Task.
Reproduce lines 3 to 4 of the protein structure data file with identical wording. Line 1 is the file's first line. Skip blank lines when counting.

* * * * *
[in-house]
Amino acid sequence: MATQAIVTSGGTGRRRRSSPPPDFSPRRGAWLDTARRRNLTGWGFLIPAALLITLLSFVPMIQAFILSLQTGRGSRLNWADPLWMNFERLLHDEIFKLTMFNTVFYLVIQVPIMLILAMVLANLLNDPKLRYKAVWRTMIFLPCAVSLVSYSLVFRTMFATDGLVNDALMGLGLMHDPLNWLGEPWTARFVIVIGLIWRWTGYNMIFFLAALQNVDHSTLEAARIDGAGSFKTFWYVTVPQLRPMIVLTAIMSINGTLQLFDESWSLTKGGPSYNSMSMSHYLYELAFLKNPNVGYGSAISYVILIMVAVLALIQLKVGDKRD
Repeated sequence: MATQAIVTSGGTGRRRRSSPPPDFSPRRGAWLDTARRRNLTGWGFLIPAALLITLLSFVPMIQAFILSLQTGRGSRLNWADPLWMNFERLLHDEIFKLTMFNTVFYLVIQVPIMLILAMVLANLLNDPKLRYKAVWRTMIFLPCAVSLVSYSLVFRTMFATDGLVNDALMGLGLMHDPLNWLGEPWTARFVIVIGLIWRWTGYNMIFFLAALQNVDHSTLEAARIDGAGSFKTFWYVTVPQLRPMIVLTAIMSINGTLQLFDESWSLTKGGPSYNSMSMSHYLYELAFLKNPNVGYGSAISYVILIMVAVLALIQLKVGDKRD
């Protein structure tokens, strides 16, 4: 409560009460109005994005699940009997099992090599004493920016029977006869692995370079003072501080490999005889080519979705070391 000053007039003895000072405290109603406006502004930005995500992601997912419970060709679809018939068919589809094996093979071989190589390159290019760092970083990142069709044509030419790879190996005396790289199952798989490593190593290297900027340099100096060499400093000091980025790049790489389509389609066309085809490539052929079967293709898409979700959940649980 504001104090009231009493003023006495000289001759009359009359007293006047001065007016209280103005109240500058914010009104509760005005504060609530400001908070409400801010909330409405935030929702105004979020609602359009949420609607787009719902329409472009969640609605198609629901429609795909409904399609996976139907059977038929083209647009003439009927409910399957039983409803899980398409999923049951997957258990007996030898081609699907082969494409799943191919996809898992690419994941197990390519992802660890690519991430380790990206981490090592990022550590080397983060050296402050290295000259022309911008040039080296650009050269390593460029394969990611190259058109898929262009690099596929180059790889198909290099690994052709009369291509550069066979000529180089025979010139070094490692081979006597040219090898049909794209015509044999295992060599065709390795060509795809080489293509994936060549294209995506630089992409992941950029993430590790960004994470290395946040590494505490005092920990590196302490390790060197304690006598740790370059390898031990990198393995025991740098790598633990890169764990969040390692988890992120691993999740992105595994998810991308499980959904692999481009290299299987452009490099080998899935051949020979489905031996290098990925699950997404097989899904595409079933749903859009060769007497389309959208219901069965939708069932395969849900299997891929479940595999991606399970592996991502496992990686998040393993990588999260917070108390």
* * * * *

Repeated sequence: MATQAIVTSGGTGRRRRSSPPPDFSPRRGAWLDTARRRNLTGWGFLIPAALLITLLSFVPMIQAFILSLQTGRGSRLNWADPLWMNFERLLHDEIFKLTMFNTVFYLVIQVPIMLILAMVLANLLNDPKLRYKAVWRTMIFLPCAVSLVSYSLVFRTMFATDGLVNDALMGLGLMHDPLNWLGEPWTARFVIVIGLIWRWTGYNMIFFLAALQNVDHSTLEAARIDGAGSFKTFWYVTVPQLRPMIVLTAIMSINGTLQLFDESWSLTKGGPSYNSMSMSHYLYELAFLKNPNVGYGSAISYVILIMVAVLALIQLKVGDKRD
């Protein structure tokens, strides 16, 4: 409560009460109005994005699940009997099992090599004493920016029977006869692995370079003072501080490999005889080519979705070391 000053007039003895000072405290109603406006502004930005995500992601997912419970060709679809018939068919589809094996093979071989190589390159290019760092970083990142069709044509030419790879190996005396790289199952798989490593190593290297900027340099100096060499400093000091980025790049790489389509389609066309085809490539052929079967293709898409979700959940649980 504001104090009231009493003023006495000289001759009359009359007293006047001065007016209280103005109240500058914010009104509760005005504060609530400001908070409400801010909330409405935030929702105004979020609602359009949420609607787009719902329409472009969640609605198609629901429609795909409904399609996976139907059977038929083209647009003439009927409910399957039983409803899980398409999923049951997957258990007996030898081609699907082969494409799943191919996809898992690419994941197990390519992802660890690519991430380790990206981490090592990022550590080397983060050296402050290295000259022309911008040039080296650009050269390593460029394969990611190259058109898929262009690099596929180059790889198909290099690994052709009369291509550069066979000529180089025979010139070094490692081979006597040219090898049909794209015509044999295992060599065709390795060509795809080489293509994936060549294209995506630089992409992941950029993430590790960004994470290395946040590494505490005092920990590196302490390790060197304690006598740790370059390898031990990198393995025991740098790598633990890169764990969040390692988890992120691993999740992105595994998810991308499980959904692999481009290299299987452009490099080998899935051949020979489905031996290098990925699950997404097989899904595409079933749903859009060769007497389309959208219901069965939708069932395969849900299997891929479940595999991606399970592996991502496992990686998040393993990588999260917070108390």